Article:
Gray’s Anatomy: an iconic medical textbook

by D. Marsh, France

David MARSH, PhD
Servier International
Medical Publishing Division
50 rue Carnot
92284 Suresnes Cedex

In Victorian Britain, medical students and their professors gleaned anatomical knowledge by dissecting the cadavers of executed felons. But the number of capital offences on the statute books was decreasing, and with it the supply of bodies: hundreds of executions yearly in the seventeenth century, fifty or so in the eighteenth. By the 1820s, this supply and demand imbalance prompted so-called “resurrectionists”— to wit body snatchers—to unearth the recently buried and sell them to medical schools. Others, like Burke and Hare in Edinburgh, went further and murdered people to sell their fresh corpses for dissection. They were aped in London by two burkers, as they came to be known, whose trial was covered by Charles Dickens, then a young reporter. In Oliver Twist (1838), Dickens alludes to corpse procurement since in the tomb of the eponymous hero’s mother, who dies giving birth in the workhouse, ‘there is no coffin,’ in other words she was one of the “unclaimed” of the 1832 Anatomy Act. Intended to end illegal trading in cadavers, the new law allowed authorized parties to sell unclaimed (within forty-eight hours of death) bodies to medical schools. This prompted one prescient opponent to argue that since the Act did not ban the sale of corpses, it would ‘convert every workhouse-keeper into a systematic trafficker in dead bodies.’ Prisons, madhouses, and hospital mortuaries also supplied anatomists with corpses, as did the capital’s hovels, blighted as they were by cholera until Dr John Snow, through ‘his visionary work in deducing the mode of transmission of epidemic cholera’ (The Lancet), showed that the cause was not miasma, as widely believed. Mephitic vapors there were though, emanating from the sewage-laden River Thames, which future Prime Minister Benjamin Disraeli called ‘a Stygian pool, reeking with ineffable and intolerable horrors’ during “The Great Stink” of 1858.

In that year, as civil engineer Joseph Bazalgette set about revolutionizing London’s sewer network, Henry Gray (author) and Henry Vandyke Carter (illustrator) published Anatomy: Descriptive and Surgical, the fruit of countless hours of painstaking dissection and drawing at St George’s Hospital Medical School. In its pages, Carter and Gray’s book bore witness to the nameless who in death unwittingly contributed to our wealth of anatomical knowledge and who in so doing acquired posthumously a value to society denied them during their poor, brutish, and often short lives.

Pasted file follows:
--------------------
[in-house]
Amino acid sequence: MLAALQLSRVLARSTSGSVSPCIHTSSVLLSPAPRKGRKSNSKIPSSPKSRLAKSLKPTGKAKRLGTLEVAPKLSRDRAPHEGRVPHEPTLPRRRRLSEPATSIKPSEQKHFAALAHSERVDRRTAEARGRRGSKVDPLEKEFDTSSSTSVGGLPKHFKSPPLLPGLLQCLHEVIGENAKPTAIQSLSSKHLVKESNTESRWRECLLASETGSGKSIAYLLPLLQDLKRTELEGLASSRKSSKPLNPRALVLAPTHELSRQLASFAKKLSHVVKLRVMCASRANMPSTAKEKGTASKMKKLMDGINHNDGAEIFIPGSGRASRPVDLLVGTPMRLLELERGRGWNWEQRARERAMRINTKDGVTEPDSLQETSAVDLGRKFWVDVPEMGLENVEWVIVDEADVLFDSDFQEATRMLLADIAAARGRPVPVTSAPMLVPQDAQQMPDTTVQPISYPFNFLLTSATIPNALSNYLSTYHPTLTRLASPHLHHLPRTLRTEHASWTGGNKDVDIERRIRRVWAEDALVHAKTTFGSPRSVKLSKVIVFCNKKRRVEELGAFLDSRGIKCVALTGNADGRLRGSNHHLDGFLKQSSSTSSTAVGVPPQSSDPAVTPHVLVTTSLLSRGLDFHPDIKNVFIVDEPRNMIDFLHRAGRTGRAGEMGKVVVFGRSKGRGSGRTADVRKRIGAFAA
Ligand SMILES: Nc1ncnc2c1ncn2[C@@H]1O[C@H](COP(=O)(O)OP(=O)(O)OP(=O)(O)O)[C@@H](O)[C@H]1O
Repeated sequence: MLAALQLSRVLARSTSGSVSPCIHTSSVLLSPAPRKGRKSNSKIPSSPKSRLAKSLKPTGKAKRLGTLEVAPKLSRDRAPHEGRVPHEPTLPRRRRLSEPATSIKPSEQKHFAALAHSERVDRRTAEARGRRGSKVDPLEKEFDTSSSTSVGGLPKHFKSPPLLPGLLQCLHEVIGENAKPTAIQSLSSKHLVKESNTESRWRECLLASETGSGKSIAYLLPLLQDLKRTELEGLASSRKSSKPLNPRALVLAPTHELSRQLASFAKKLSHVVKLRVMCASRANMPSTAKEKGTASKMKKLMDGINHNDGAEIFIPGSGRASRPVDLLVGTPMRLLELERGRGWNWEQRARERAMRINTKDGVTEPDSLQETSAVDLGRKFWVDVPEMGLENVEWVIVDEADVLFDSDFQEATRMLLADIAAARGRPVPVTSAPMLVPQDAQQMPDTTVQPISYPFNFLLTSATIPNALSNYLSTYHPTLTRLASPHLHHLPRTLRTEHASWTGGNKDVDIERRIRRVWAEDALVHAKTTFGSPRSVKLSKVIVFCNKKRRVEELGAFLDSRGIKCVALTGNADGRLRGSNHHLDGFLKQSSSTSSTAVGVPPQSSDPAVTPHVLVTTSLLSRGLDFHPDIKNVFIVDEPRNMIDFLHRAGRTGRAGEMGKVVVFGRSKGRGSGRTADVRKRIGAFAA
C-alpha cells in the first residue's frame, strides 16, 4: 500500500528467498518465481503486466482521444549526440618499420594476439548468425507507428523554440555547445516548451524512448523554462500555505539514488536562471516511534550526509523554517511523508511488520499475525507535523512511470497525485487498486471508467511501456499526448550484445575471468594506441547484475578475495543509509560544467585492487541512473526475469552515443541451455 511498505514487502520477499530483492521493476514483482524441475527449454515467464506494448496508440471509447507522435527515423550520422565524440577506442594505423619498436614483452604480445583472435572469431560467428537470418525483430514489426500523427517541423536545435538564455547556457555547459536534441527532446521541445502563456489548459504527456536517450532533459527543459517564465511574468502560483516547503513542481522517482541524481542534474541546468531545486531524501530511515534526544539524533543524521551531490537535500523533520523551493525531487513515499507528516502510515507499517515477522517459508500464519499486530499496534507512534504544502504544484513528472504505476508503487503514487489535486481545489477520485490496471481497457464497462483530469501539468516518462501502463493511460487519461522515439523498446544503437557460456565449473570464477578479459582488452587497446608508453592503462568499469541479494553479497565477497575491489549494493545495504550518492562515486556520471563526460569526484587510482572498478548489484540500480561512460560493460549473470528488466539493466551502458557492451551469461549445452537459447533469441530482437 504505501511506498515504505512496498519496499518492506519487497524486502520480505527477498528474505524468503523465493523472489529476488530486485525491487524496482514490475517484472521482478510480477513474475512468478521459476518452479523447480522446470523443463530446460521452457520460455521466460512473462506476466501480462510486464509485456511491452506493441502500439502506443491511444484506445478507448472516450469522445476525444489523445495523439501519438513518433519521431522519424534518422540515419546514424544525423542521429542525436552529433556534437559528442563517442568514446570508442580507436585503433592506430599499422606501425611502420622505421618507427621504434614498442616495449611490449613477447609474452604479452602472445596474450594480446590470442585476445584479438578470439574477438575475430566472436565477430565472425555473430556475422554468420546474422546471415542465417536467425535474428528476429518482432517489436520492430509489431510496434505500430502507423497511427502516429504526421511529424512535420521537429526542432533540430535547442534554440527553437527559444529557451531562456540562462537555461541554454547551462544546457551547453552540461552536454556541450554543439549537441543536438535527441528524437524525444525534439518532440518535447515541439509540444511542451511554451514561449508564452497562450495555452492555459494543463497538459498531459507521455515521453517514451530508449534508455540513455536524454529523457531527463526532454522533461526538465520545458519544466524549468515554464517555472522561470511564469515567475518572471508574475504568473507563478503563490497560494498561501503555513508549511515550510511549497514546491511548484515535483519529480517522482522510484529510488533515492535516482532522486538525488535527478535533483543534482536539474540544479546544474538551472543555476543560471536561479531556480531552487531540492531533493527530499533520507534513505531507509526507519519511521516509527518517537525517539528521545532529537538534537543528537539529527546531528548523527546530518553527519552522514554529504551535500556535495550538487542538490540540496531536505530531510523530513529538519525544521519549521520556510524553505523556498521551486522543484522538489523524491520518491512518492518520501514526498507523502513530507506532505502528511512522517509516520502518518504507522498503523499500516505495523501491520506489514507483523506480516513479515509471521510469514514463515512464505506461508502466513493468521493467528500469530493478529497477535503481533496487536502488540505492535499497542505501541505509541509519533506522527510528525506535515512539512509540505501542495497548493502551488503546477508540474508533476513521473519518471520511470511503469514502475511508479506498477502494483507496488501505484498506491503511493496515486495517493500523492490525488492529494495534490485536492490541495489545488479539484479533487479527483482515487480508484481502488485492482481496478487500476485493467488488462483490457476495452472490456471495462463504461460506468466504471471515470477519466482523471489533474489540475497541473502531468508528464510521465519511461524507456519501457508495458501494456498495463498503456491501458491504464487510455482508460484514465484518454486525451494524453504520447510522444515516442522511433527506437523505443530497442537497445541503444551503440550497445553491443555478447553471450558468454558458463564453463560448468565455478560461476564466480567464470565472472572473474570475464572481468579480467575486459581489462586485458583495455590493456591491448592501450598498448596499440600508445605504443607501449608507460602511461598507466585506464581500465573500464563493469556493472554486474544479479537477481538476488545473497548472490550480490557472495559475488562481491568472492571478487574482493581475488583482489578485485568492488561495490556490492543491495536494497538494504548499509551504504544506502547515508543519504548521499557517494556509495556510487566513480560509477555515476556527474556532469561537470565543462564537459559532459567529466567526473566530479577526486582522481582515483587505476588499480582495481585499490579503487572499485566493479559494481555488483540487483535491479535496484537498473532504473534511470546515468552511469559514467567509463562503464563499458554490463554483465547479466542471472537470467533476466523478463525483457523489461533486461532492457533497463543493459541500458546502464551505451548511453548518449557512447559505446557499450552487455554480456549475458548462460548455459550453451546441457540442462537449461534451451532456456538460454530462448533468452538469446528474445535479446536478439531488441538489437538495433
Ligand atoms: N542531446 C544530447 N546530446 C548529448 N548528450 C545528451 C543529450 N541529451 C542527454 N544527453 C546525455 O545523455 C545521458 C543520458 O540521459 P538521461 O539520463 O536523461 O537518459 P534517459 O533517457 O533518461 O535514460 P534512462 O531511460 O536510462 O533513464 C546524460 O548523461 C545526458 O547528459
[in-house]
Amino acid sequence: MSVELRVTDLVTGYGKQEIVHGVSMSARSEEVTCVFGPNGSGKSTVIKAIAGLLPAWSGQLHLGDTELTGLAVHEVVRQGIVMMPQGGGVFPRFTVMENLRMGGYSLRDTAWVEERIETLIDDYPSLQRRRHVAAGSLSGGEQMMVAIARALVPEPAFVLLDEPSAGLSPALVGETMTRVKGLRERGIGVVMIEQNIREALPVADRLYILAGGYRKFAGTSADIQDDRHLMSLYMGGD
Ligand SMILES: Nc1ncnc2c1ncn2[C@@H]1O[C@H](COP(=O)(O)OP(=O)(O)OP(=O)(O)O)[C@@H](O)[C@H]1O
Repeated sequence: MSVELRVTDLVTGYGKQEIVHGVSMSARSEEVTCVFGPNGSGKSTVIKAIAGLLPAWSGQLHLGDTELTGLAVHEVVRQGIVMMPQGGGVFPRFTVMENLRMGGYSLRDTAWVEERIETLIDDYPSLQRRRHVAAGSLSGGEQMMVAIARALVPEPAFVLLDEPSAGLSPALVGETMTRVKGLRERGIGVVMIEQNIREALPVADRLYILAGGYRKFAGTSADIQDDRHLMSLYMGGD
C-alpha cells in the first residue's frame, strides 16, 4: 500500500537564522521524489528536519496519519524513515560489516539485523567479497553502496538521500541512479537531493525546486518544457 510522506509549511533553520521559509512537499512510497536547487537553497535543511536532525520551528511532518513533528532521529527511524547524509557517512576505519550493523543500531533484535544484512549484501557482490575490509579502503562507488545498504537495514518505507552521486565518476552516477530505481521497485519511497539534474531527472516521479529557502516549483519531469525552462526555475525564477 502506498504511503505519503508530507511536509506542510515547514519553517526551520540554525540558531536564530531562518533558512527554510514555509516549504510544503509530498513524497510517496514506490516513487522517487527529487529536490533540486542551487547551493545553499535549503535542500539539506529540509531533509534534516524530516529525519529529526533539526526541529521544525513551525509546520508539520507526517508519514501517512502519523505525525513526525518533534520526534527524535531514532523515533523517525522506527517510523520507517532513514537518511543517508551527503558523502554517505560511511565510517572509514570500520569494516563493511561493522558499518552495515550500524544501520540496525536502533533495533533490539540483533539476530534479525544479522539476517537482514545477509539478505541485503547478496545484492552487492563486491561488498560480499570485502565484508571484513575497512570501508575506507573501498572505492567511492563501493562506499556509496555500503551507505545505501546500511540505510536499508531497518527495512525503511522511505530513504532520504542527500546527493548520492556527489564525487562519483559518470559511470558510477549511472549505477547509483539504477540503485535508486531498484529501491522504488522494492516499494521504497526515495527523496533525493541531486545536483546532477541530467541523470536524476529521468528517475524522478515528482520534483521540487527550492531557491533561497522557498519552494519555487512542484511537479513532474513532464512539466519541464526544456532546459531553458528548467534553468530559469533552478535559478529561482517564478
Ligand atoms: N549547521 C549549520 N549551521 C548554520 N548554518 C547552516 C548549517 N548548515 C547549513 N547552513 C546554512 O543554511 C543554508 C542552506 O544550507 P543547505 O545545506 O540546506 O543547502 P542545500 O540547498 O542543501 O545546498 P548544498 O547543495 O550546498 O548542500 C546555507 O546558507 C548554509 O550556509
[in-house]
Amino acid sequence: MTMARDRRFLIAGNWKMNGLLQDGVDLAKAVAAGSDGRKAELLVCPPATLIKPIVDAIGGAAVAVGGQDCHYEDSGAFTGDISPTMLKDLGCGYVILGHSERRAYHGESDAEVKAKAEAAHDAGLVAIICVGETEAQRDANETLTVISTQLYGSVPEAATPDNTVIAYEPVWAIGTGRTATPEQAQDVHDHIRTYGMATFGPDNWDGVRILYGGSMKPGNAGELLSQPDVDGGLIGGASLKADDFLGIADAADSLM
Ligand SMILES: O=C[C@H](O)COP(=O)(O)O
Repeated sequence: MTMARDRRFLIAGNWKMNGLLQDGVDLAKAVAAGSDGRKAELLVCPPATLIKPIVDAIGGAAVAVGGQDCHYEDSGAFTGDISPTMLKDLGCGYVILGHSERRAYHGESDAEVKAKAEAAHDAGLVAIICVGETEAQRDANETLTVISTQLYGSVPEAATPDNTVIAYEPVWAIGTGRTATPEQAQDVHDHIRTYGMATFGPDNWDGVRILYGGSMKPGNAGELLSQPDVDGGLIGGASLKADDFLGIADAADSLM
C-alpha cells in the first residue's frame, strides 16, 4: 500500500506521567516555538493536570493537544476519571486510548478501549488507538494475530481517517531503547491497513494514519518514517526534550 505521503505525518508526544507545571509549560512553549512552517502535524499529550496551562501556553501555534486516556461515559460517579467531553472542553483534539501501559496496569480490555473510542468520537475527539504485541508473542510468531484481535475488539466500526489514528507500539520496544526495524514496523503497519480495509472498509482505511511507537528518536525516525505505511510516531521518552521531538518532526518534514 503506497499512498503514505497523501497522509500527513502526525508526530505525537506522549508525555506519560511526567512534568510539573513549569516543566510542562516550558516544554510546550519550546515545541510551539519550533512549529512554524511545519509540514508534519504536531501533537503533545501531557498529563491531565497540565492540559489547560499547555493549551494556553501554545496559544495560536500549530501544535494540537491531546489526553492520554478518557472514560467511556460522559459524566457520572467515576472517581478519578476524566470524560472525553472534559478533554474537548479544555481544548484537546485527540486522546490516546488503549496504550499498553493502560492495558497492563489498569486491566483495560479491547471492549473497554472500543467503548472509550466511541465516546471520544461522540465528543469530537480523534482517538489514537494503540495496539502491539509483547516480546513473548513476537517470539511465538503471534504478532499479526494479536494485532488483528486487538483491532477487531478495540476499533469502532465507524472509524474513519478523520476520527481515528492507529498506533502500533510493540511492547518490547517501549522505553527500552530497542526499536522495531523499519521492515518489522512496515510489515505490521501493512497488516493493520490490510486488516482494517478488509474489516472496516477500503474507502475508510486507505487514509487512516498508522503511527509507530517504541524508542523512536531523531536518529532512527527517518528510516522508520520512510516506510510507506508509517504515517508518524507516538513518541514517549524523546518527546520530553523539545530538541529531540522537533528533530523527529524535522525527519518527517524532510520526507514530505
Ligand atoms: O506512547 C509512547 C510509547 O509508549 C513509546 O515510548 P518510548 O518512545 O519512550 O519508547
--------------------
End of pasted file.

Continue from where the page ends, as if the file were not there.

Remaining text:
Shrewdly timed to arrive in the bookshops at the start of the new academic year, Anatomy: Descriptive and Surgical was published in late August 1858. The recently ended bloodbath of the Crimean War had brought emergency surgery to public attention, and Gray and Carter’s book offered a comprehensive review of anatomical knowledge in which the surgeon’s art was placed center stage. The book addressed the reader as a future surgeon, explaining the importance of anatomical detail, exquisitely rendered in Carter’s fine drawings, which were what we might now call the book’s unique selling point.

St Georges’s Hospital, London; the dissecting room with
students and lecturers, including Henry Gray (front row,
third from the left). Photograph (1860).
© Wellcome Library, London.

The Right Auricle and Ventricle laid open, the Anterior
Walls of both being removed. In: Gray H, Carter HV.
Anatomy Descriptive and Surgical (1858). London, United
Kingdom: JW Parker & Son; 1858.

Left: Henry Gray. Engraved from a portrait photograph taken in the late 1840s or early
1850s by H. Pollock. © Wellcome Library, London.
Right: Henry Vandyke Carter. Self-portrait (circa 1870). © Wellcome Library, London.

Its single tome sold for 28 shillings, which in today’s money is roughly equivalent to the price of the latest, 2015 edition (∼185 €), and was ten per cent cheaper than its rival, Jones Quain’s three-volume Elements of Anatomy, the standard textbook of the day, first published in 1828. Gray and Carter’s book appealed because of its clarity and legibility—book-size images, many fullpage, captions that prompted one reviewer to write that the mind never doubted which structure was indicated, the subtext being that until then anatomy textbooks had been plagued by this very problem. Anatomy: Descriptive and Surgical could also fit snugly in a greatcoat pocket, had an exhaustive index and list of illustrations, and treated anatomy, and the dissected bodies depicted, in a dignified way that contrasted with Quain’s sometimes gruesome images.

In print ever since its first edition in 1858, and officially renamed Gray’s Anatomy in 1938, Gray and Carter’s book is now in its 41st edition (2015) and remains the definitive reference work on human anatomy in the English-speaking world.■